Now it is a fact that in this world those who are in great positions and steal are honored.  After all how many celebrities and politicians have built their careers and fortunes on shady deals and off the backs of underpaid staff. How many have trumpeted having the government do something when they will not give a dime of their own money to charitable organizations.  They are seen as doing good while living in splendor.  They escape the hardships of this life by theft and are heralded as great beacons of morality and honor. There will be no prosecution of their wickedness but rather laud and praise for their ability to amass wealth for themselves. Meanwhile, those who do minor theft must bear shame and punishment.  Given all this, the Seventh Commandment must be preached not only to Christians but to all people. Especially those in of high station in society, church, and the government.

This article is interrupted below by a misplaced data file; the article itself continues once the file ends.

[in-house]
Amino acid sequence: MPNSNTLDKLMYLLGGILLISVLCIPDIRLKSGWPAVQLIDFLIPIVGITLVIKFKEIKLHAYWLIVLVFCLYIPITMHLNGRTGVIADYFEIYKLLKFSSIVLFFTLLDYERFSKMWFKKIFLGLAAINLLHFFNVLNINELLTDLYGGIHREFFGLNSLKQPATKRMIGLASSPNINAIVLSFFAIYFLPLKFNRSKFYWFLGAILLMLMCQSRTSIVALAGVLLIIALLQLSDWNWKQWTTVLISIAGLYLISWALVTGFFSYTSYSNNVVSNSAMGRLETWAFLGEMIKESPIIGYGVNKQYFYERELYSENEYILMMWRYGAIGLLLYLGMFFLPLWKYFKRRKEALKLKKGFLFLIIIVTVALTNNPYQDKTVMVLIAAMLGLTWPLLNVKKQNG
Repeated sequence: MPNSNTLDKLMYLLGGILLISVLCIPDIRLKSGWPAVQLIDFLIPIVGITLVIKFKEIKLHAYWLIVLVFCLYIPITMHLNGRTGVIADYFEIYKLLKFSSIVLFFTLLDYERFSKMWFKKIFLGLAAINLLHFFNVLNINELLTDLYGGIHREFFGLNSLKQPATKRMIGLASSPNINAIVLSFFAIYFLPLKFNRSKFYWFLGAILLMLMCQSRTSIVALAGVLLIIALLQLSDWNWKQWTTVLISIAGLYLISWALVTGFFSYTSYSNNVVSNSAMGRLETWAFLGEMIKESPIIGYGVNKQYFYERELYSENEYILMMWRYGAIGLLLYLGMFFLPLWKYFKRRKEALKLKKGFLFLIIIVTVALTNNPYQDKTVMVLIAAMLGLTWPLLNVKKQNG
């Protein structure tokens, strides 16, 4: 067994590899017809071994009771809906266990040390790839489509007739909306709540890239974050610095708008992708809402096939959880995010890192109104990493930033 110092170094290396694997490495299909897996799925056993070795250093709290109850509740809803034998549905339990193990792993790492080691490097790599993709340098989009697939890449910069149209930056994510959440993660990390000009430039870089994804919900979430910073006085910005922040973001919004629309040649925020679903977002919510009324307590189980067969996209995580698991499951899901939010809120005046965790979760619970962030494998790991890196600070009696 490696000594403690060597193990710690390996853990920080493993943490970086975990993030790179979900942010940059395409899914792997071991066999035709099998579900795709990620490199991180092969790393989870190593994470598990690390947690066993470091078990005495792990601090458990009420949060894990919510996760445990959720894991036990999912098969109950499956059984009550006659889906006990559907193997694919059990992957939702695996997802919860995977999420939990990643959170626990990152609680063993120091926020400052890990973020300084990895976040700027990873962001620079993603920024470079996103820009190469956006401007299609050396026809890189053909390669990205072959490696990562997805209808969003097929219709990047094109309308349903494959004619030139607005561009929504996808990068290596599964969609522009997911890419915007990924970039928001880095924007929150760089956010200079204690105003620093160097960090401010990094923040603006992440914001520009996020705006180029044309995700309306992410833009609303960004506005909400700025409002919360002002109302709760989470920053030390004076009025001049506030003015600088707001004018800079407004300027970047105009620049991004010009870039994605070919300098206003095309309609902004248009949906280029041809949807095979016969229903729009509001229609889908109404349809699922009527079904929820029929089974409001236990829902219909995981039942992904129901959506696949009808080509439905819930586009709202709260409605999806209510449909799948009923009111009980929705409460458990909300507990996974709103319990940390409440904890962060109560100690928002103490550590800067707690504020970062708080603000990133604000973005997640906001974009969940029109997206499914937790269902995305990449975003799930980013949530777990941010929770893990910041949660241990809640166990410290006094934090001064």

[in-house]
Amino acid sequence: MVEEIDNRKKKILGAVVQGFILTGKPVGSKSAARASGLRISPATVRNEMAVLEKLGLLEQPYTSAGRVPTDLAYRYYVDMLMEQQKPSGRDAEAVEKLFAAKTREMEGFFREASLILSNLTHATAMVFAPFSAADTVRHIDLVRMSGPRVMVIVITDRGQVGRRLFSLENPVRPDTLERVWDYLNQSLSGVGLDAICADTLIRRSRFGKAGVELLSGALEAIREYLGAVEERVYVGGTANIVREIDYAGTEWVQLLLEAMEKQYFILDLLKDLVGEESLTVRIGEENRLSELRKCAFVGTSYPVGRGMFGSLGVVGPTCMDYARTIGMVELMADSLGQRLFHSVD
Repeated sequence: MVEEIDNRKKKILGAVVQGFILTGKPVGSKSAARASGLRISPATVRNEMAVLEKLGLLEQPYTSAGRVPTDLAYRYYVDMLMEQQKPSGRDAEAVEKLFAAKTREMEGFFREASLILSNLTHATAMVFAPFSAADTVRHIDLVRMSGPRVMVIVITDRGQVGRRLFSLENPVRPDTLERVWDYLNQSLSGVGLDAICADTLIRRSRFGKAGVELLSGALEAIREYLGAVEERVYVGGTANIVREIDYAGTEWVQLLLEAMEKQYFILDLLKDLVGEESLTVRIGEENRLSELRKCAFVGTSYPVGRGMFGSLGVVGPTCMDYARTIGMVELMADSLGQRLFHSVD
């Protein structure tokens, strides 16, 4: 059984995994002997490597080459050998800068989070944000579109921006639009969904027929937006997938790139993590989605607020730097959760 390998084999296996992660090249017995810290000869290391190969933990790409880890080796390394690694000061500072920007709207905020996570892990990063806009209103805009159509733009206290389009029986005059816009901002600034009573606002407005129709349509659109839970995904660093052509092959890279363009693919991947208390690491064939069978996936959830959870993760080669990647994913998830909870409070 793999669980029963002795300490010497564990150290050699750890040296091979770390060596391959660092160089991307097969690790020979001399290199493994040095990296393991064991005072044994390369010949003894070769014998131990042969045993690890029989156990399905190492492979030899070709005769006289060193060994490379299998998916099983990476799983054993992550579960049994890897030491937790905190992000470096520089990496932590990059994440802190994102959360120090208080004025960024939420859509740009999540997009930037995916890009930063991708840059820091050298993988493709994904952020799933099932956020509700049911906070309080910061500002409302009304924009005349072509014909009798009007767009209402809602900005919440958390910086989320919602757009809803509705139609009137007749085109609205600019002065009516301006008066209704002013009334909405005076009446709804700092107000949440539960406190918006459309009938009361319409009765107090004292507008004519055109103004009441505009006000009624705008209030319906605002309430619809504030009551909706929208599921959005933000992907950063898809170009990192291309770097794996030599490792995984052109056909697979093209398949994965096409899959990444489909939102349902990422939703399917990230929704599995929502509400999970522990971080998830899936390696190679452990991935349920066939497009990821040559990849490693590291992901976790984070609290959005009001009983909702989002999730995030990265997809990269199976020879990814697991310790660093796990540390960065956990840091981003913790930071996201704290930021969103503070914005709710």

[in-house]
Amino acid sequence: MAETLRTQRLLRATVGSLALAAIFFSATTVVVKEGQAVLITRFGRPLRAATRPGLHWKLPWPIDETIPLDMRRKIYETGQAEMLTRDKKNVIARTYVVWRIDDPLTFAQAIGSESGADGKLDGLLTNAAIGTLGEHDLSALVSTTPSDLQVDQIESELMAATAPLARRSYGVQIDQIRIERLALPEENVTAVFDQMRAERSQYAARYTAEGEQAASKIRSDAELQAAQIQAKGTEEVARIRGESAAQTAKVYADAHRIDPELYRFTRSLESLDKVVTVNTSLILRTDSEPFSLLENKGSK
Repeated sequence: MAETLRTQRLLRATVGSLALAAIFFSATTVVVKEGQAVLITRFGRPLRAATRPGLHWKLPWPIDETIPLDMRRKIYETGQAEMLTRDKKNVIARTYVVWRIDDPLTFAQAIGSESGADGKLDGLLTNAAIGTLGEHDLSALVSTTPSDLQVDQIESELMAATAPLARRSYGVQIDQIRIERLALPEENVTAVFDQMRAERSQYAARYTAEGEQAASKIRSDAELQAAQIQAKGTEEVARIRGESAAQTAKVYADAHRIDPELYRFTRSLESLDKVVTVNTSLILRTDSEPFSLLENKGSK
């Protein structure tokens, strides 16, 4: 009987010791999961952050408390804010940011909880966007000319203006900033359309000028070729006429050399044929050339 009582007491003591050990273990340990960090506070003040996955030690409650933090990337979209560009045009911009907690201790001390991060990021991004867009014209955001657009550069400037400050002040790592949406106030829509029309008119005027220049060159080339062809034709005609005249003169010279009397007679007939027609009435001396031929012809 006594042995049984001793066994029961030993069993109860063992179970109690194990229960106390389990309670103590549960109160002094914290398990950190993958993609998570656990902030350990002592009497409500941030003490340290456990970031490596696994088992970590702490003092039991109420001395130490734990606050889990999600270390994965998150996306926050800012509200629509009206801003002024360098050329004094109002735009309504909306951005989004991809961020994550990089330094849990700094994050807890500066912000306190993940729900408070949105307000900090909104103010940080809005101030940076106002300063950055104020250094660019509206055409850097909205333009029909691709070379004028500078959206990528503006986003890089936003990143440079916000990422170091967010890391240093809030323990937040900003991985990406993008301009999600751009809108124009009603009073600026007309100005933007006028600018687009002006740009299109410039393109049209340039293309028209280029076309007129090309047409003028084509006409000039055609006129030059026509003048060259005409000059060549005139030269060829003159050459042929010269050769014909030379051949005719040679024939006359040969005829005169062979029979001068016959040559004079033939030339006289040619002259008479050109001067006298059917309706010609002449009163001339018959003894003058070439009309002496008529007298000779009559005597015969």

234] He now who wantonly despises this may indeed pass along and escape the hangman, but he shall not escape the wrath and punishment of God; and when he has long practiced his defiance and arrogance, he shall yet remain a tramp and beggar, and, in addition, have all plagues and misfortune. 235] Now you are going your way [wherever your heart’s pleasure calls you] while you ought to preserve the property of your master and mistress, for which service you fill your crop and maw, take your wages like a thief, have people treat you as a nobleman; for there are many that are even insolent towards their masters and mistresses, and are unwilling to do them a favor or service by which to protect them from loss.